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By Bryan McCormick

The economic calendar is full today, with a number of important releases in the morning that include inflation numbers, two regional manufacturing reports, industrial production data, and unemployment claims.

Four of the reports will be released at 8:30 a.m. ET, opening a potentially volatile period depending on the results.

The Consumer Price Index will be released at 8:30 a.m. ET. The report comes in two forms: the so-called heading number includes food and energy, while the "core" number excludes those categories.

The headline number is expected to show a monthly gain of 0.2 percent, from a range of estimates between a bullish -0.2 percent and a more inflationary 0.4 percent at the high. The core number is also expected to show a monthly change of 0.3 percent, from estimates ranging between a disinflationary gain of 0.1 percent to a more inflationary 0.3 percent.

The Empire State Manufacturing Survey data also comes out at 8:30 a.m. ET. Consensus calls for a drop to -4, but this is a notoriously volatile number with a wide range of estimates. This time the range is from a more bearish -15 to a bullish gain of 1. A number that exceeds either end of the range will produce a strong market response.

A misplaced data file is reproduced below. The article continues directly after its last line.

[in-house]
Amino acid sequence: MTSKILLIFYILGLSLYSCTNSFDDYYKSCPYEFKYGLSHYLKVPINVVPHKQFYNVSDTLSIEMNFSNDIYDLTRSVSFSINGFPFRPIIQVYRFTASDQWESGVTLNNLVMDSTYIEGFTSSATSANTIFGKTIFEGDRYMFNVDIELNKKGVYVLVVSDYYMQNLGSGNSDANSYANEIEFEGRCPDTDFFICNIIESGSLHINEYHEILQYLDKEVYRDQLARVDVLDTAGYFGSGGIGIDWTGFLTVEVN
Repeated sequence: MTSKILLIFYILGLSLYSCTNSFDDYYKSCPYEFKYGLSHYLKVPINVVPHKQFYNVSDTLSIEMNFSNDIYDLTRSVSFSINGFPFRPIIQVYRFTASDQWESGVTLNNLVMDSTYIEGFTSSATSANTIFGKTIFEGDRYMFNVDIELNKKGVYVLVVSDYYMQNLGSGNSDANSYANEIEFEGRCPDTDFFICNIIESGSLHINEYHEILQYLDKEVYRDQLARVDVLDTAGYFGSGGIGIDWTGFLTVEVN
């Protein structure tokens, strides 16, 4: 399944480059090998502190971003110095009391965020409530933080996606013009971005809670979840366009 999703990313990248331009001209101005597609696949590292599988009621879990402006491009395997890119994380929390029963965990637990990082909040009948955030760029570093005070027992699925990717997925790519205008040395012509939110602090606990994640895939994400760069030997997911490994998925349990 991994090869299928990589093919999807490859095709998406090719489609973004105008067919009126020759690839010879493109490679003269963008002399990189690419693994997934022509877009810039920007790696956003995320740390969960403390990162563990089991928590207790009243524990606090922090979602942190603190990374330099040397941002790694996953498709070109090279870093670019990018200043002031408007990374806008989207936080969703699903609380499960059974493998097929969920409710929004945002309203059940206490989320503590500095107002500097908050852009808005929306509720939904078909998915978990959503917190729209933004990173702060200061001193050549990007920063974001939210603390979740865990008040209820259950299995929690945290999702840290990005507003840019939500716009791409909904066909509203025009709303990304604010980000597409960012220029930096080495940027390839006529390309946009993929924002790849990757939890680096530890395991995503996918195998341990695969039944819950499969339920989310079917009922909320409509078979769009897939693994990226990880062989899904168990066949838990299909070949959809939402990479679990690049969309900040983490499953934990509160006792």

Jobless Claims will be out at 8:30 a.m. ET. The consensus forecast calls for a decrease to 410,000 claims, down from last week's 414,000. Estimates range from a more bullish 400,000 to a bearish 434,000. A drop below the psychologically important 400,000 level would be quite bullish, while a number at or above 450,000 would be equally bearish.

The Current Account data, measuring U.S. trade balance, is the last report to be released at 8:30 a.m. ET. Most economists expect the gap to widen to -$122.5 billion, though estimates range from a bearish -$188.4 billion to a relatively bullish -$105 billion.

Industrial Production comes out at 9:15 a.m. ET. The consensus calls for a gain of 0.1 percent. Estimates range from a bearish -0.4 percent to a bullish 0.3 percent.

The Philadelphia Fed Survey is the last report of the morning, coming out at 10 a.m. ET. Last month's number showed a very large drop to -30.7, but most economists expect the number to come in this time at -15.

That would still indicate contraction but would be seen as a big improvement. The range is from a bearish -25 to a very bullish -2. If the number breaks either end of the range, it would produce a strong reaction in the markets. If the number is weaker than -30.7, it would be a very negative surprise because it is not seen in any of the forecasts.

The SEMI book-to-bill ratio for the semiconductor industry comes out after the close at 6 p.m. ET and will likely impact after-hours trading in the group and tomorrow morning.

Source: Thursday's Economic Calendar Full Of Market-Moving Data